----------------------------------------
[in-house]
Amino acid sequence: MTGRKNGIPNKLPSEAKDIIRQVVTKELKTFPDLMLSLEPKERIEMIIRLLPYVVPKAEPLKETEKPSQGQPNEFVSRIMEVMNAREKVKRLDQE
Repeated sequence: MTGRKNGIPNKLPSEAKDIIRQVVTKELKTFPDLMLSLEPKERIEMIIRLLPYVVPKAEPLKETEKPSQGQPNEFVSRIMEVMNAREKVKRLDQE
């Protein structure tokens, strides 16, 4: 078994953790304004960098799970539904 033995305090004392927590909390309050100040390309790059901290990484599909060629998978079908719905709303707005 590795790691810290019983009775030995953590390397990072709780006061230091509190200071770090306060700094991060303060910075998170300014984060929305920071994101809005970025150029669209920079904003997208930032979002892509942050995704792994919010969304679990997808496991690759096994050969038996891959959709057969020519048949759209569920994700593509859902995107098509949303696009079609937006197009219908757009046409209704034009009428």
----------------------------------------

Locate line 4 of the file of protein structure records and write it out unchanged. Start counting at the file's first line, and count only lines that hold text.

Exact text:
């Protein structure tokens, strides 16, 4: 078994953790304004960098799970539904 033995305090004392927590909390309050100040390309790059901290990484599909060629998978079908719905709303707005 590795790691810290019983009775030995953590390397990072709780006061230091509190200071770090306060700094991060303060910075998170300014984060929305920071994101809005970025150029669209920079904003997208930032979002892509942050995704792994919010969304679990997808496991690759096994050969038996891959959709057969020519048949759209569920994700593509859902995107098509949303696009079609937006197009219908757009046409209704034009009428």